You will have noticed that I’ve moved to generalising my analysis, which is because I think we can address the issues in the case of Down’s syndrome fairly quickly. I suspect that Down’s syndrome actors are mostly restricted to Down’s syndrome characters, but not universally – there’s an English actor called Tommy Jessop who has taken on the parts of both Bottom and Hamlet from Shakespeare. I can’t find any examples of non-Down’s syndrome actors playing Down’s syndrome characters. The distinctive appearance and particular difficulties faced by people with Down’s syndrome mean this will always be a fairly clear distinction.
We can ask the same question about other groups, though. What about race? Is it ok to have a white actor playing a black character – as Lawrence Olivier did as Othello in 1965? Is it ok to have a black actor playing a white character – as Papaa Essiedu did as Hamlet in 2016? Is it ok to have a man playing a woman or a woman playing a man – and I mean playing the character as the opposite sex, rather than getting into a pickle over changing the gender of beloved characters as we have with Doctor Who and 007 in recent years.
An interesting case is the 2021 film “Music”, directed by the Australian singer Sia. This is a film about a woman who becomes the guardian of her autistic half-sister. It stars Kate Hudson and Maddie Ziegler and seems quite likely to pass the Bechdel test which is something to be said in its favour before we start on the criticism. The film has attracted criticism because Maddie Ziegler, who plays the half-sister is a non-autistic actress. Sia doesn’t appear to have helped herself in the ensuing discussion, getting involved in a spiky Twitter debate rather than clearly and calmly explaining her position and the events that led to it. One line of argument that she’s used is that she initially casted an autistic actor but they couldn’t make it work and that it was better to make the film imperfectly than not make it at all. Those who disagree with her suspect that her motivations were not to make a film that honestly reflects the experiences of autistic people but to use autism as a vehicle to sell her music. It’s difficult to extract a general principle from the specific incidents – a point that I might have made about Edward Colston if I’d stuck with my original plan: the general principle that mobs shouldn’t be encouraged to rip down public monuments gets lost in the specifics of there being literally a statue of a slave trader on the Queen’s highway.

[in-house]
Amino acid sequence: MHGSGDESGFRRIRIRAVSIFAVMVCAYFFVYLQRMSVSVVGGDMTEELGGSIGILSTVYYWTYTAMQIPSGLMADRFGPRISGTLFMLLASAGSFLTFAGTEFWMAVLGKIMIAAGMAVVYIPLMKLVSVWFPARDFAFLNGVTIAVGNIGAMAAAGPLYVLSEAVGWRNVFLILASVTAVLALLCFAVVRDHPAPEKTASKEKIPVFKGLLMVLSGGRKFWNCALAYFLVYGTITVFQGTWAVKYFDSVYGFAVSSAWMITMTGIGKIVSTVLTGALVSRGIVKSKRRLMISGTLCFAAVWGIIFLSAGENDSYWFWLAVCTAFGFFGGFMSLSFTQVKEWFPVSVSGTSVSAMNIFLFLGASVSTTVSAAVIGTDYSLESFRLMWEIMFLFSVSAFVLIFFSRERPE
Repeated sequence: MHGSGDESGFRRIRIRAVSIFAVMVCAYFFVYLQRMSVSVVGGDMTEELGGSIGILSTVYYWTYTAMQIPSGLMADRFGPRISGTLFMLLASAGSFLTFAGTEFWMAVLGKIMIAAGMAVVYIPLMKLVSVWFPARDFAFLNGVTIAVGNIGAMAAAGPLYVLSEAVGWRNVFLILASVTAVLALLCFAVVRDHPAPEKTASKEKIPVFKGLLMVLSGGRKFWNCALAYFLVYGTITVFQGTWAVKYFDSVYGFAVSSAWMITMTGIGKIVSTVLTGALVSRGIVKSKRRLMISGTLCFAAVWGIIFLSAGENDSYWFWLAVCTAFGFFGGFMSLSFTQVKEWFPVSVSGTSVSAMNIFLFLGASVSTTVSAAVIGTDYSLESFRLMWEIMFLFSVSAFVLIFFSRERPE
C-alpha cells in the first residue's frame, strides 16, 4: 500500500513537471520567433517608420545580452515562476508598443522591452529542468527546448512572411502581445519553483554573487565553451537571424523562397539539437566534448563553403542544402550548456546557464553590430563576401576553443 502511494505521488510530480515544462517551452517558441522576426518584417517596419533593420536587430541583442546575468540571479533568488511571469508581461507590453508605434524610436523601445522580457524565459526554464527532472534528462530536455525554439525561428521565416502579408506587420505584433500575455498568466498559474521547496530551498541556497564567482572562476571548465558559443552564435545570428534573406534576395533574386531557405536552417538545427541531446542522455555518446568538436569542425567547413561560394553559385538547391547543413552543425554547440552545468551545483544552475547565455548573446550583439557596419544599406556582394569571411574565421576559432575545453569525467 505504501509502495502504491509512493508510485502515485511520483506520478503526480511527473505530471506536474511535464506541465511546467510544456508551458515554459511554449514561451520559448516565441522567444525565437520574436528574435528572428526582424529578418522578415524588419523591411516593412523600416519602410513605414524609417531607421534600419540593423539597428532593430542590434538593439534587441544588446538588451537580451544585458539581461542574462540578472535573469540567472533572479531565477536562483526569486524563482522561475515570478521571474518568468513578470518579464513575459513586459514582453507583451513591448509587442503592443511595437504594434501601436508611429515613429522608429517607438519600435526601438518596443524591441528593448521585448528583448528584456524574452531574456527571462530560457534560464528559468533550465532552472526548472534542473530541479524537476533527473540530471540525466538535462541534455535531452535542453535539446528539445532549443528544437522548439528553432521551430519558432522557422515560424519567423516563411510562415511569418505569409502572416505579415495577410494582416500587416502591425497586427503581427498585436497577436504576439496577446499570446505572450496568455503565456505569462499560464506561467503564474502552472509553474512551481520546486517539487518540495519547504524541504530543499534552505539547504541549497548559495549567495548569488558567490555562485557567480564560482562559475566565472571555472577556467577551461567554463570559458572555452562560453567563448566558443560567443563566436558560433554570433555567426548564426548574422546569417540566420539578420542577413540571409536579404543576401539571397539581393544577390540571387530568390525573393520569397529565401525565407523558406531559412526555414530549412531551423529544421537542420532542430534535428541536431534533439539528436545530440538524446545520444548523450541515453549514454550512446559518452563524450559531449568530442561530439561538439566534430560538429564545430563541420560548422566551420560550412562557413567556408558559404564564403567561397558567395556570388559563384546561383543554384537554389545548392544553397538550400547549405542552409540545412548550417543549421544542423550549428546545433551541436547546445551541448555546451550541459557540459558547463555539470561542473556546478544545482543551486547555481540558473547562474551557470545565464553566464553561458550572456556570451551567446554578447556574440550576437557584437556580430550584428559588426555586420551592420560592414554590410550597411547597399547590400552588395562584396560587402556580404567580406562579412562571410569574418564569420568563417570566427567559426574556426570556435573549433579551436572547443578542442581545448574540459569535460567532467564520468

It’s time to say what I think – and this is the invitation to you to disagree with me – I’m not claiming to have all the answers, just some of the questions. In A Midsummer Night’s Dream the character Bottom, faced with the difficulties of putting on a play with an inadequate set says “Some man or other must present Wall. And let him have some plaster, or some loam, or some roughcast about him to signify wall, or let him hold his fingers thus, and through that cranny shall Pyramus and Thisbe whisper.” If Tom Snout can convince his audience that he is a wall and his fingers a chink through which lovers can whisper then any actor can play any part they like. Spoiler alert – Snout’s attempt to “present wall” is entirely unconvincing and so I think that in an ideal world the question would simply come down to whether an actor can present their part so that the audience are not jolted out of the fantasy. But we don’t live in an ideal world – Olivier’s blackface is shocking not because makeup is being used to improve the ability of the actor to present, but because of the history of the practice, particularly in the 19th century United States, to mock and belittle black slaves. In the UK at the same time, to blacken one’s face was a crime punishable by death – nothing to do with racism, it’s simply that it was used as a disguise by criminals.
I think we should make more films, tell more stories and I think that we’re moving in the right direction as a society. Before 1975, nobody with Down’s Syndrome had appeared on television – in 2019 Zack Gottsagen played the lead in a major movie. This is all within my lifetime – imagine what will happen in yours.